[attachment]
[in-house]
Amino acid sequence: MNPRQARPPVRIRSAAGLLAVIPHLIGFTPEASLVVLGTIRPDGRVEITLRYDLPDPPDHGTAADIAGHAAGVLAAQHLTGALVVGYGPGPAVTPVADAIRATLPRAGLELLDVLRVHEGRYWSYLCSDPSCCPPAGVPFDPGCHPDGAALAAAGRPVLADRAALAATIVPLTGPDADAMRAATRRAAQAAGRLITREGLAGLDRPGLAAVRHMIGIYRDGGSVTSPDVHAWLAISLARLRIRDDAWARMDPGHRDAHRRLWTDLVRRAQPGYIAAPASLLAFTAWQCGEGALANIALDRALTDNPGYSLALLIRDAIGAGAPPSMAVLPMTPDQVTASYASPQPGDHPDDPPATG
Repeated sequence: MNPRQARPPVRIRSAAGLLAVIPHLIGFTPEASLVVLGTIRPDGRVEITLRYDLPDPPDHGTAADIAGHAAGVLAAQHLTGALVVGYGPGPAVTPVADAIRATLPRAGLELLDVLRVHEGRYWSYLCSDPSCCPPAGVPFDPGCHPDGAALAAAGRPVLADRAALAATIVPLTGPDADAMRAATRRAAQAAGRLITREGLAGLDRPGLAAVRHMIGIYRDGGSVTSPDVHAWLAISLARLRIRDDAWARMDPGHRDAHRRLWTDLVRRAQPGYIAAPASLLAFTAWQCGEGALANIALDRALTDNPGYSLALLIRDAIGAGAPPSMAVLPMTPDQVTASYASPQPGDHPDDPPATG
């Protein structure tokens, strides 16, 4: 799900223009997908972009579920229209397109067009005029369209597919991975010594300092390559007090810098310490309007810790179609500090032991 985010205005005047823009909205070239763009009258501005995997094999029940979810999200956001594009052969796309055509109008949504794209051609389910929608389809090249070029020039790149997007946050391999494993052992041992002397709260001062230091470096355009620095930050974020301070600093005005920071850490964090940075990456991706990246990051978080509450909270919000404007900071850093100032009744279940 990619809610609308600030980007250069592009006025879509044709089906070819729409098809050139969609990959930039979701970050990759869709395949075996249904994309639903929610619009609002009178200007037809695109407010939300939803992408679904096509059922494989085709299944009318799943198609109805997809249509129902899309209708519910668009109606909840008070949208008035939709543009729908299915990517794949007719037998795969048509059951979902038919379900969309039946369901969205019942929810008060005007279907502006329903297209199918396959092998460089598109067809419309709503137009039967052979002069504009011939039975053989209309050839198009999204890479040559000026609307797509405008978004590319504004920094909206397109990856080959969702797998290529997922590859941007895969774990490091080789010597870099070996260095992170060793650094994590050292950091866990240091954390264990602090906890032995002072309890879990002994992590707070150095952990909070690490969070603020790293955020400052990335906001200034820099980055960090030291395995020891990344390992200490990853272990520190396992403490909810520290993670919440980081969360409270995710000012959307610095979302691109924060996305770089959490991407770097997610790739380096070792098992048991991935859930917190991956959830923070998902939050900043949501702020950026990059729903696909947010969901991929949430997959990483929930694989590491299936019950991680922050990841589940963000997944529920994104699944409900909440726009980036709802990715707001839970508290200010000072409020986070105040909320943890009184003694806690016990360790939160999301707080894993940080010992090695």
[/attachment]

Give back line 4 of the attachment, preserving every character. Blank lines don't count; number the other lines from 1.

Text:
């Protein structure tokens, strides 16, 4: 799900223009997908972009579920229209397109067009005029369209597919991975010594300092390559007090810098310490309007810790179609500090032991 985010205005005047823009909205070239763009009258501005995997094999029940979810999200956001594009052969796309055509109008949504794209051609389910929608389809090249070029020039790149997007946050391999494993052992041992002397709260001062230091470096355009620095930050974020301070600093005005920071850490964090940075990456991706990246990051978080509450909270919000404007900071850093100032009744279940 990619809610609308600030980007250069592009006025879509044709089906070819729409098809050139969609990959930039979701970050990759869709395949075996249904994309639903929610619009609002009178200007037809695109407010939300939803992408679904096509059922494989085709299944009318799943198609109805997809249509129902899309209708519910668009109606909840008070949208008035939709543009729908299915990517794949007719037998795969048509059951979902038919379900969309039946369901969205019942929810008060005007279907502006329903297209199918396959092998460089598109067809419309709503137009039967052979002069504009011939039975053989209309050839198009999204890479040559000026609307797509405008978004590319504004920094909206397109990856080959969702797998290529997922590859941007895969774990490091080789010597870099070996260095992170060793650094994590050292950091866990240091954390264990602090906890032995002072309890879990002994992590707070150095952990909070690490969070603020790293955020400052990335906001200034820099980055960090030291395995020891990344390992200490990853272990520190396992403490909810520290993670919440980081969360409270995710000012959307610095979302691109924060996305770089959490991407770097997610790739380096070792098992048991991935859930917190991956959830923070998902939050900043949501702020950026990059729903696909947010969901991929949430997959990483929930694989590491299936019950991680922050990841589940963000997944529920994104699944409900909440726009980036709802990715707001839970508290200010000072409020986070105040909320943890009184003694806690016990360790939160999301707080894993940080010992090695």